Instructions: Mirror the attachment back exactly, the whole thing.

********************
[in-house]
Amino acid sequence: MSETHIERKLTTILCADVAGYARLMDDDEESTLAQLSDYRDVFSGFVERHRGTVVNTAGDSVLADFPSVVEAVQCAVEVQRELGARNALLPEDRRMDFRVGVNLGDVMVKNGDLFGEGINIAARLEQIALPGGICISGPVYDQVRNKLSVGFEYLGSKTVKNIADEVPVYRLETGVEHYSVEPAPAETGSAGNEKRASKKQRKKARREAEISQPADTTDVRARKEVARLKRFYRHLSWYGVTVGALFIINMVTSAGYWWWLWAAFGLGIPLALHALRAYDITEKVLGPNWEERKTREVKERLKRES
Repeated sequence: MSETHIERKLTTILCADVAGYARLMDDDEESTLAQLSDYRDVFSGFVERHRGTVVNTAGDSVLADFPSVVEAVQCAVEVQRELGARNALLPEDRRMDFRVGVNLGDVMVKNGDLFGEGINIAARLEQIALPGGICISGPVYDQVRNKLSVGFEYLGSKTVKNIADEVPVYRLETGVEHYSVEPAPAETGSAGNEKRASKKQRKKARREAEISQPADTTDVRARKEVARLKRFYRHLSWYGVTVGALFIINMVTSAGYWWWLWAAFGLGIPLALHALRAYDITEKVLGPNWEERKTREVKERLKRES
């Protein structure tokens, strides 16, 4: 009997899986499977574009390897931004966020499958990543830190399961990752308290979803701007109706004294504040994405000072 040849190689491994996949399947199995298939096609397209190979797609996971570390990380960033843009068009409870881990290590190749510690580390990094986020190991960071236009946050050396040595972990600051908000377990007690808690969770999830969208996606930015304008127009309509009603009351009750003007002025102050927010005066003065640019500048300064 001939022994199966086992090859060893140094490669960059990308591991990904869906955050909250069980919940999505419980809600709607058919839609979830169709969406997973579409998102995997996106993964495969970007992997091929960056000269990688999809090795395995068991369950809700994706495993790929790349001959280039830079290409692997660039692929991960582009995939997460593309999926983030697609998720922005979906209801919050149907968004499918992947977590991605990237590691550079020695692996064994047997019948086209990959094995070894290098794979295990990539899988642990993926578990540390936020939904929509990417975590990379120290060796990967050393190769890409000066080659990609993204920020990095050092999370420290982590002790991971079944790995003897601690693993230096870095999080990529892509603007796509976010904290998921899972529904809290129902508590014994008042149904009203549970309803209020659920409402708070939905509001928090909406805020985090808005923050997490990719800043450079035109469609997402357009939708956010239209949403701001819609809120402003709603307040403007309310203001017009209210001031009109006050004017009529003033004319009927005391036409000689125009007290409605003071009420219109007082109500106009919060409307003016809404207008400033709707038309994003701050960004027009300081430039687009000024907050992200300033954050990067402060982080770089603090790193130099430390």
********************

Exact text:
[in-house]
Amino acid sequence: MSETHIERKLTTILCADVAGYARLMDDDEESTLAQLSDYRDVFSGFVERHRGTVVNTAGDSVLADFPSVVEAVQCAVEVQRELGARNALLPEDRRMDFRVGVNLGDVMVKNGDLFGEGINIAARLEQIALPGGICISGPVYDQVRNKLSVGFEYLGSKTVKNIADEVPVYRLETGVEHYSVEPAPAETGSAGNEKRASKKQRKKARREAEISQPADTTDVRARKEVARLKRFYRHLSWYGVTVGALFIINMVTSAGYWWWLWAAFGLGIPLALHALRAYDITEKVLGPNWEERKTREVKERLKRES
Repeated sequence: MSETHIERKLTTILCADVAGYARLMDDDEESTLAQLSDYRDVFSGFVERHRGTVVNTAGDSVLADFPSVVEAVQCAVEVQRELGARNALLPEDRRMDFRVGVNLGDVMVKNGDLFGEGINIAARLEQIALPGGICISGPVYDQVRNKLSVGFEYLGSKTVKNIADEVPVYRLETGVEHYSVEPAPAETGSAGNEKRASKKQRKKARREAEISQPADTTDVRARKEVARLKRFYRHLSWYGVTVGALFIINMVTSAGYWWWLWAAFGLGIPLALHALRAYDITEKVLGPNWEERKTREVKERLKRES
């Protein structure tokens, strides 16, 4: 009997899986499977574009390897931004966020499958990543830190399961990752308290979803701007109706004294504040994405000072 040849190689491994996949399947199995298939096609397209190979797609996971570390990380960033843009068009409870881990290590190749510690580390990094986020190991960071236009946050050396040595972990600051908000377990007690808690969770999830969208996606930015304008127009309509009603009351009750003007002025102050927010005066003065640019500048300064 001939022994199966086992090859060893140094490669960059990308591991990904869906955050909250069980919940999505419980809600709607058919839609979830169709969406997973579409998102995997996106993964495969970007992997091929960056000269990688999809090795395995068991369950809700994706495993790929790349001959280039830079290409692997660039692929991960582009995939997460593309999926983030697609998720922005979906209801919050149907968004499918992947977590991605990237590691550079020695692996064994047997019948086209990959094995070894290098794979295990990539899988642990993926578990540390936020939904929509990417975590990379120290060796990967050393190769890409000066080659990609993204920020990095050092999370420290982590002790991971079944790995003897601690693993230096870095999080990529892509603007796509976010904290998921899972529904809290129902508590014994008042149904009203549970309803209020659920409402708070939905509001928090909406805020985090808005923050997490990719800043450079035109469609997402357009939708956010239209949403701001819609809120402003709603307040403007309310203001017009209210001031009109006050004017009529003033004319009927005391036409000689125009007290409605003071009420219109007082109500106009919060409307003016809404207008400033709707038309994003701050960004027009300081430039687009000024907050992200300033954050990067402060982080770089603090790193130099430390």